Enter the 'Third Estate': Facing the digital avalanche in mass communication

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(Image by Anonymous9000 via Flickr, CC 2.0)

Is Australia coping with the massive structural adjustments occurring in the media and their possible impacts upon our society? In the first of a three-part series, media editor Dr Lee Duffield says journalists and policy-makers are becoming more aware of the changes and how they should respond — and the multitude of small-scale media-makers in the general public are also becoming more aware of their options.

Enter the 'Third Estate'

AT LEAST the main points in the media shake-up are broadly known and agreed on in the early part of 2018, with digital technology driving it.

Mainstream media organisations have lost their revenue base from advertising to new communications empires – predominantly American – and several are therefore going out of business or dramatically scaling down. That central body of mainstream media services has also been partly dislodged and added to in the marketplace by a plethora of new media that are actually making new markets. So media outlets are more prolific and ubiquitous than ever. They may have mass following, but are individually smaller business operations than the now-diminished traditional corporate media — and more people are being exposed to mass media in some form or other than ever before in history. As a massive new feature, many more people also have the opportunity to talk back and be involved in making media that they and others can use.


Old worries about media bias, manipulation and social control have been displaced by new ones, also about bias, manipulation and social control. In proliferating, multi-polar new media – leaving aside more nefarious publishing such as gambling, pornography and criminal activity on the “dark web” – main models include: journalistic extensions of corporate communication departments (in many kinds of companies), new stand-alone mastheads such as Independent Australia, off-shoot services of mainstream media, massive unredacted offerings (as on YouTube) and individuals’ social media ventures. The anxiety about so many actors is lack of accountability and a thriving presence of misinformation, loose opinion and lies. 

Well-established human traits of making things up, dealing in rumour, trashing the reputations of others, only paying attention to what you agree with and pretending to believe nonsense are magnified by it all being traded back and forth through the many new kinds of mass media. The outstanding example is the prevalence of “fake news” in the 2016 United States presidential election campaign – Kremlin-led or otherwise – and the emergence of a President able to communicate much unsubstantiated or untruthful information direct to millions of voters.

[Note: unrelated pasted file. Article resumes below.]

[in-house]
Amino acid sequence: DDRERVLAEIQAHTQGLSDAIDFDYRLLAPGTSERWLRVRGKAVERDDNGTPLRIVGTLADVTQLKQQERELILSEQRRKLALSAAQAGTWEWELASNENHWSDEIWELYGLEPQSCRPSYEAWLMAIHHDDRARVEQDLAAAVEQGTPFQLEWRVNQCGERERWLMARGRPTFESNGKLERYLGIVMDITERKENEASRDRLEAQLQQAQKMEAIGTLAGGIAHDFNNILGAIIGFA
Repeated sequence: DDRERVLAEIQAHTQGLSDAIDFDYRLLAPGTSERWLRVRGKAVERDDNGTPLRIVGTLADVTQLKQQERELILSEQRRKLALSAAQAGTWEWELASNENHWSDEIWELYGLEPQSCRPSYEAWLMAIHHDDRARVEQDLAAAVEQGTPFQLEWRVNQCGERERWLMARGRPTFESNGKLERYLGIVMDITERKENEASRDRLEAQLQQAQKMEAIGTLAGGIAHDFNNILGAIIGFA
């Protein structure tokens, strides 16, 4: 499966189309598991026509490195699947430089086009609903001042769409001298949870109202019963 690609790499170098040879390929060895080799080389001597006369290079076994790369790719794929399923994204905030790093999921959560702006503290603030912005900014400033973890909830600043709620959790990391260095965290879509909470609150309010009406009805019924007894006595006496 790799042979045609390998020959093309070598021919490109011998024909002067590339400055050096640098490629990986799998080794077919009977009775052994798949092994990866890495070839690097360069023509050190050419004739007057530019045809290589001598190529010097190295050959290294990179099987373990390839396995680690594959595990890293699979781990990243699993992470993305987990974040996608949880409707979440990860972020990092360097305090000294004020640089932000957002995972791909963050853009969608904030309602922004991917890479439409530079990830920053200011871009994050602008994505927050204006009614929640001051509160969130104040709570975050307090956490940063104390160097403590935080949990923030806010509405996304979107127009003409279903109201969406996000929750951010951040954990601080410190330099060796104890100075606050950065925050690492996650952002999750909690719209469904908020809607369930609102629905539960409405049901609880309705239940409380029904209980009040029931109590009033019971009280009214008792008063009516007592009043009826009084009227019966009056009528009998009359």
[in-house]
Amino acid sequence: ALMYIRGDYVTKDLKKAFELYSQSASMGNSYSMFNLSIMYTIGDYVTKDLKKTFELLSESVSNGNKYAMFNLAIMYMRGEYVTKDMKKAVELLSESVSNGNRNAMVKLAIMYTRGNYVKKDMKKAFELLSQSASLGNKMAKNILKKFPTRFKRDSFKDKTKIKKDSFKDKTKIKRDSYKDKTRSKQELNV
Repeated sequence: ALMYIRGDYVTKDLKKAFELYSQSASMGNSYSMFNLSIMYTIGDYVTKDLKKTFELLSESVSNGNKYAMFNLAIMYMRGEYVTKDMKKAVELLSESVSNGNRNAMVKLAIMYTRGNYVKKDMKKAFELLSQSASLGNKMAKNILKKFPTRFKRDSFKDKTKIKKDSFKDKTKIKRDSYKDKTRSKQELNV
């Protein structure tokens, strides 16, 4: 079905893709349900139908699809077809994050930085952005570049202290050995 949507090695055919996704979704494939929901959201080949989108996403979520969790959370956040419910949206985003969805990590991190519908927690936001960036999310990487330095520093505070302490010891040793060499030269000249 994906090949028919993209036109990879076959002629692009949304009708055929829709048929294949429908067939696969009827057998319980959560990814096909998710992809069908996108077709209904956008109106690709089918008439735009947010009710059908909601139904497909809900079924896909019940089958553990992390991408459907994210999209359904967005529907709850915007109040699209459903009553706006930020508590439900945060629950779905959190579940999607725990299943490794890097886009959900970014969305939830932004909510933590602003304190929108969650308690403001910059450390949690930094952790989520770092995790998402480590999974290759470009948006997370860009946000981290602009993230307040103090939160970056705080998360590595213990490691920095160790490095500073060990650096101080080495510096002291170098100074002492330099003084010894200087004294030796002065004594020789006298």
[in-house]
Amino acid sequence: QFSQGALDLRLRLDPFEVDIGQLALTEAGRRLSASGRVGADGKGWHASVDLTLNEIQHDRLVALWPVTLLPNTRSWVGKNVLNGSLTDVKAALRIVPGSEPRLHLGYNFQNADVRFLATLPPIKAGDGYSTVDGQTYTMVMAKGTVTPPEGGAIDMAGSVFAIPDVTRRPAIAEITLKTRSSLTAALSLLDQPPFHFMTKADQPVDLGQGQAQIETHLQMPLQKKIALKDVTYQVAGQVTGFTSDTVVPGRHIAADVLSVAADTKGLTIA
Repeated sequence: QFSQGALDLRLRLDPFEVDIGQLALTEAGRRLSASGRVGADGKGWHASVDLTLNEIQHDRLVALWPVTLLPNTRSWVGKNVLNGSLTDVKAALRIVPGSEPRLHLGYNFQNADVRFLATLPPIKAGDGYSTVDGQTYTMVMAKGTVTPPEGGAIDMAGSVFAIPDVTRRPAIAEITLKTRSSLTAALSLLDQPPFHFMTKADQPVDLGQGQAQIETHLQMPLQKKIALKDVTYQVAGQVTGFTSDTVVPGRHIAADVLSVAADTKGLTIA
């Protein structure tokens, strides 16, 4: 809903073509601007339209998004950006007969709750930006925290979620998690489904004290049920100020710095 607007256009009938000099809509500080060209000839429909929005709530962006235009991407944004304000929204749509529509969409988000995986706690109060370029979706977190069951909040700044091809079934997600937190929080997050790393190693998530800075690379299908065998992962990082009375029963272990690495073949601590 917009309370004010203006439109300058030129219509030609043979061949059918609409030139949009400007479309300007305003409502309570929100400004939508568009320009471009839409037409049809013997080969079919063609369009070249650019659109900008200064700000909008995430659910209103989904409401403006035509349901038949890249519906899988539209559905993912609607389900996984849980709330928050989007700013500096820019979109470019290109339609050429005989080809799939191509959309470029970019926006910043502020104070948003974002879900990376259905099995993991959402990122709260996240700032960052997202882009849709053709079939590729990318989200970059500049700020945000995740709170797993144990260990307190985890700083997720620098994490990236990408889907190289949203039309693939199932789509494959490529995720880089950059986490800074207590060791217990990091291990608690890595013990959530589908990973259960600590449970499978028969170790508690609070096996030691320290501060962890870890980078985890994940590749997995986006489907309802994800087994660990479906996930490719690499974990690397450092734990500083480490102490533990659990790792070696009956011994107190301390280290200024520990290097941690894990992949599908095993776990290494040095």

Enter the idea of the “Third Estate” and the social responsibility of journalism. As this is understood, free debate including use of media is the lifeblood of democratic and civilised government. Traditionally, journalists have been the mediators who could aid understanding by unveiling information and, in other respects, keeping themselves out of the story. A little less traditionally, they might make revelations and do some advocacy, but always on the basis of maximum possible transparency, facts, accuracy and accountability on their own part.

It is a theory always tarnished and compromised by the behaviour of media out to promote a political line and attempt to join in some social or cultural engineering. Modern examples are the use of America’s Fox News for marshalling adherents on the extreme right, and the Russian international television service RT running edgy commentaries in defence of any extreme act by the government back in Moscow.

The usual answer is that wherever there is any freedom and pluralism in mass media, audience members have their own psychological defences and are able to filter and use information that is published.

As well the journalist profession, though received with a lot of public cynicism, generally manages to hold out for a fair version of truth — establishing facts as the foundation of a story. Dependable services, from health warnings to bushfire reports to election results are delivered routinely for a cheap price.

How might we go on those two points once the mass of mass media gets totally massive and super difficult to keep tabs on and if journalists, as professional mediators, trained in disinterestedness in their way of operating, are driven by poverty out of the field?